Types of housing in Singapore

Most first-time home buyers usually search for ECs and private condominiums, why confine yourself to the usual preferences if you can stretch out your finances?

Think a landed property with a huge backyard, a modern studio apartment that’s cosy for the folks, or what about an exclusive home that’s far from the bustling city and neighbours?

With a diverse selection of real estate properties in the market, the choice is ultimately yours to make.

1. HDB Flats

Managed and built by the Housing and Development Board (HDB), these 99-year leasehold flats are a popular choice as they meet the growing needs of many residents — an affordable yet high-quality house they can own.

Teck Whye Crescent. Picture: iProperty

See more: 6 Questions Every Singaporean Wants To Ask About VERS

According to recent findings, more than 80% of the population live in HDB flats with 90% of them owning the unit.

One of the biggest advantages of living in an HDB estate would be the accessibility to a self-sufficient community that comes with basic amenities such as coffee shops, supermarkets, food centres, schools, clinics, shopping malls, playgrounds, and parks.

Clementi Polyclinic. Picture: iProperty

Getting around is also convenient as these developments are well served by a host of public transportation systems like the MRT, buses, and taxis.

However, since these flats are subsidised and regulated by the government, one has to meet a certain set of eligibility requirements before they can own HDB homes.

See moreClementi: The West’s Residential Star Keeps Rising

2. Private apartments/ Condominiums

Silversea, Condo. Picture: iProperty

Private apartments fall under the classification of apartments or condominiums, with the distinction between the two being the development size and also built up sizes.

If a private housing is built on a smaller plot of land, less than 4,000 sqm, then it is called an apartment.

Poolside, Silversea condo. Picture: iProperty

On the other hand, condominiums are usually packaged with more facilities such as swimming pool, tennis court, fitness centre, squash courts, children’s playground, BBQ areas, enclosed car park and security services.

Alfresco dining, Silversea condo. Picture: iProperty

These developments are commonly freehold but there are instances where they are 99-year or 999-year leasehold.

Private apartments are more affordable than private condominiums but definitely more expensive than HDB flats.

3. Landed properties

Jln Pari Burong, Landed Property. Picture: iProperty

Offering ultimate privacy, spacious living quarters, personalized abode, massive gardens/pools and unrestricted development rights in your own land — this range of homes are the ultimate dream house of every citizen, the top tier of the social ladder, one of the most wanted housing types in Singapore.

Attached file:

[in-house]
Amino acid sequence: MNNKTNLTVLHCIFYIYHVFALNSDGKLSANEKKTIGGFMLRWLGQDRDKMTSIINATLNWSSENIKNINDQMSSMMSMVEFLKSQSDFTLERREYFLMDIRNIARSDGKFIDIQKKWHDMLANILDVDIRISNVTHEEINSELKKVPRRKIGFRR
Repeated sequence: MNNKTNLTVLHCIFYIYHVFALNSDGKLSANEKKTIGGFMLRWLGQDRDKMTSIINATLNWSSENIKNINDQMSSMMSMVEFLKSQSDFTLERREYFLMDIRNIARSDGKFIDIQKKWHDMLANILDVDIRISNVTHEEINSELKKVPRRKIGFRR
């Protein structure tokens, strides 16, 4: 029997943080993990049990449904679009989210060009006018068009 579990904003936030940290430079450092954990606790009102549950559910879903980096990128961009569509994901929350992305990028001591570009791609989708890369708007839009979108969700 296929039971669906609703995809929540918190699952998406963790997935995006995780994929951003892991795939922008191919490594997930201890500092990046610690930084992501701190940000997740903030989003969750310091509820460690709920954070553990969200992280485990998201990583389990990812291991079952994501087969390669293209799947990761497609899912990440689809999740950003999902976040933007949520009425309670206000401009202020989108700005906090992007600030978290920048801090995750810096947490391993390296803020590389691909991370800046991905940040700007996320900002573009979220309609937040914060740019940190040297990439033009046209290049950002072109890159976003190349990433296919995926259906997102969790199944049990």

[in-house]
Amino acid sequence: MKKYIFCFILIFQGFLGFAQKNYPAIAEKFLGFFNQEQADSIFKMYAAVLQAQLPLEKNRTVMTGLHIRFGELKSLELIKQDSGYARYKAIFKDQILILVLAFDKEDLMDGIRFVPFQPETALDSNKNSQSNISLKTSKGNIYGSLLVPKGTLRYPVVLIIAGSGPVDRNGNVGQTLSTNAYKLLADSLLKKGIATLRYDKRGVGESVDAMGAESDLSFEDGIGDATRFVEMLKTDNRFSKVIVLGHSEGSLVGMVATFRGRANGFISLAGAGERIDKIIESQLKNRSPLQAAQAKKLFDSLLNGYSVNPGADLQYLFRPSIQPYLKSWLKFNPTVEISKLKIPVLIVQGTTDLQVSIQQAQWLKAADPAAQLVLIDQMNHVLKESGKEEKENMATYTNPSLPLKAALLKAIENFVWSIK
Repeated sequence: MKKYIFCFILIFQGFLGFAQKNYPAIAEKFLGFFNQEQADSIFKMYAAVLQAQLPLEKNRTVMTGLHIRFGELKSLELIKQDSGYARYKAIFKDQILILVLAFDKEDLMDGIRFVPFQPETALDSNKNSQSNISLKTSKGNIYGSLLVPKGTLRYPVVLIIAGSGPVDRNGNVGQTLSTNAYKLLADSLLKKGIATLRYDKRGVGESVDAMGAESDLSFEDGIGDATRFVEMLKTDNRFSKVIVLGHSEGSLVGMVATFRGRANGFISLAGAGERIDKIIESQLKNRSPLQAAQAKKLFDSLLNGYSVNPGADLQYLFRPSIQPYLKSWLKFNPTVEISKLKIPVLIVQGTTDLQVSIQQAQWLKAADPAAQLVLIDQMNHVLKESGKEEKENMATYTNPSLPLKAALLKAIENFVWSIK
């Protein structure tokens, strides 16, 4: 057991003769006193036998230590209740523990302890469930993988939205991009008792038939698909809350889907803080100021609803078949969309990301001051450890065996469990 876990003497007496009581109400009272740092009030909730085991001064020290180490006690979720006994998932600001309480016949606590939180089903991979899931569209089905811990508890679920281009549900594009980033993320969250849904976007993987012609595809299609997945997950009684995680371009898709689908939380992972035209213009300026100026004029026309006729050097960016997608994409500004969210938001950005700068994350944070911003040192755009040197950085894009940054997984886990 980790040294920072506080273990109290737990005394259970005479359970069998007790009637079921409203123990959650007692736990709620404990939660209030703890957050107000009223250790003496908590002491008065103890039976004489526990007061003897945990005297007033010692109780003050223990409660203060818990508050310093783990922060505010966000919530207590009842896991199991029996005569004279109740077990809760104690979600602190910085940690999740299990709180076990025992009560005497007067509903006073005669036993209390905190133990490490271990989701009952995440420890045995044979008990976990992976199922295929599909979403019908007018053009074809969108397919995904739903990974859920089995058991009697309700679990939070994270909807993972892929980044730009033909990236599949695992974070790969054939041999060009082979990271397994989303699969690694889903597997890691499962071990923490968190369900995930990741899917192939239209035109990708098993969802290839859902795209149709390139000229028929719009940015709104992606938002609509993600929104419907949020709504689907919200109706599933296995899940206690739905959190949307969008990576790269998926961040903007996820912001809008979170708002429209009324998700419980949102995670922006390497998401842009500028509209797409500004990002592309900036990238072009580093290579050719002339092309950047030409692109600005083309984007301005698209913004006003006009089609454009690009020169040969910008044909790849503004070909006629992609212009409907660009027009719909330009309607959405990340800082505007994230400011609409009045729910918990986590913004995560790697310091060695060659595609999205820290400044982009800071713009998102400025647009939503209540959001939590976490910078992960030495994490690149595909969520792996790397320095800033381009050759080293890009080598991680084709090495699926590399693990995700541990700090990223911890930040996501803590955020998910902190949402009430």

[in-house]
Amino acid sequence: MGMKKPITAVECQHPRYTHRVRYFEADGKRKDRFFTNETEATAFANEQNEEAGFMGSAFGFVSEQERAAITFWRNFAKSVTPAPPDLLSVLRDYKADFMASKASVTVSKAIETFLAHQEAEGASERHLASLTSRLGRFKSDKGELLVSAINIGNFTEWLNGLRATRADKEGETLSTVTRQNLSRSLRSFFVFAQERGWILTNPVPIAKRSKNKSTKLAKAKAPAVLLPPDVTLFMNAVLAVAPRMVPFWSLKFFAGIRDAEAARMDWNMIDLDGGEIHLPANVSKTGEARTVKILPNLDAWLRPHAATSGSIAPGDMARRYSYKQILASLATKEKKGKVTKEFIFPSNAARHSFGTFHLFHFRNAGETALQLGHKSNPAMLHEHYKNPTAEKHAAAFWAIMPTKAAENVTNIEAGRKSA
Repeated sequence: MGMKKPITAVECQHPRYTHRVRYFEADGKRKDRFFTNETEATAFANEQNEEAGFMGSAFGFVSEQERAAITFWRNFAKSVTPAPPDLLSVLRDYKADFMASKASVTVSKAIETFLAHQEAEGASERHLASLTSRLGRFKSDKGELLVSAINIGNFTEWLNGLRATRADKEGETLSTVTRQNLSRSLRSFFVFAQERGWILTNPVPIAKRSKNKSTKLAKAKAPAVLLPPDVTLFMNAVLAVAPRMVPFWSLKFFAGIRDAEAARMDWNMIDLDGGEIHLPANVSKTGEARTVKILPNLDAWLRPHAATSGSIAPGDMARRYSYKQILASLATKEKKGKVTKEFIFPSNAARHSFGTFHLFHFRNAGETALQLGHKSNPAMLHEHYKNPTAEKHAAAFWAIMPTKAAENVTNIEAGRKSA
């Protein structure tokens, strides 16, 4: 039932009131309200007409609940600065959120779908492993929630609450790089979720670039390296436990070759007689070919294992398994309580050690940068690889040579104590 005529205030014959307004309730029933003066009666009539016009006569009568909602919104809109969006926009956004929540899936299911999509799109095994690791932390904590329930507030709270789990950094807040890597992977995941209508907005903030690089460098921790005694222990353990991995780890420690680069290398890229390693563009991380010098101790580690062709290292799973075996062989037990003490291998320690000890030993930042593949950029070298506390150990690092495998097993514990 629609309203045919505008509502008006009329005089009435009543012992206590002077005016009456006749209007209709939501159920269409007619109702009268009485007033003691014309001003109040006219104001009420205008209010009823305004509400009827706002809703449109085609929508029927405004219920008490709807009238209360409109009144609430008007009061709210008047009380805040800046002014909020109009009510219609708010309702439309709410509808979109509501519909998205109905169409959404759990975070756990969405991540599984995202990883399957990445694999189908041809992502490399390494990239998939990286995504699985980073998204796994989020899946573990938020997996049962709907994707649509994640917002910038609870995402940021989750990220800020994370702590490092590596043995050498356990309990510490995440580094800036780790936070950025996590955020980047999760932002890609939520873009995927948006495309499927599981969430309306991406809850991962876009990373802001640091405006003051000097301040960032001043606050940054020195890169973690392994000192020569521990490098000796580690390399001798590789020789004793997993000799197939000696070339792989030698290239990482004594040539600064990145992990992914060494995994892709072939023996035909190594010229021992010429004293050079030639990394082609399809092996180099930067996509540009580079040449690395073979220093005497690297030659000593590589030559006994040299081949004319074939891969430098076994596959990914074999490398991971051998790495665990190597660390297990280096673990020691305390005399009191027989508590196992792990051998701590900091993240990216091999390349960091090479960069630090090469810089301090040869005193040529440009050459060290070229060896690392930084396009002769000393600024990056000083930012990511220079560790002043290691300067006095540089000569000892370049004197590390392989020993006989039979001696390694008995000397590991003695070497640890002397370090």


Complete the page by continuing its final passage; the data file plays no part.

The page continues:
Properties in this tier include:

These properties can be very expensive depending on the plot size as well as location and are usually tied to the land title. Most are freehold yet some are 99-year leasehold and 999-year leasehold.

4. Executive condominiums

Brownstone. Picture: iProperty

These are slightly bigger than HDB flats but smaller than private condominiums and were created to fulfil the needs of young professionals and new couples who can afford more than public housing but find private properties out of reach.

Executive Condominiums share the same amenities and facilities as with private condos but there are restrictions one must follow.

BBQ, Brownstone. Picture: iProperty

Eligibility requirements, minimum occupancy period, and 99-year leasehold are just some of the known limitations of ECs. For the first 5 years, these condominiums cannot be sold, but automatically acquires “fully privatized” status after 10 years. To note that they cannot be sold to foreigners between the 5-10 year stage.

Executive Condominiums share the same amenities and facilities as with private condos but there are restrictions one must follow. Eligibility requirements, minimum occupancy period, and 99-year leasehold are just some of the known limitations of ECs.

For the first 5 years, these condominiums cannot be sold, but automatically acquires “fully privatized” status after 10 years. To note that they cannot be sold to foreigners between the 5-10 year stage.

Toa Payoh HDB Hub. Picture: iProperty

There are certain restrictions on foreign ownership of properties in Singapore so it would be wise to do some research and consult a solicitor before buying.

As a foreigner, you may rent a private apartment and landed property by producing documents such as a valid work permit or student pass.

Recently, the government had relaxed the foreign ownership restrictions to attract foreign investment and talent in a bid to increase the population and strengthen the economy.

Those with Permanent Resident status or Citizenship are allowed to purchase HDB flats either through resale or directly from the government.

See more: Know which district you are in based on postal code

Share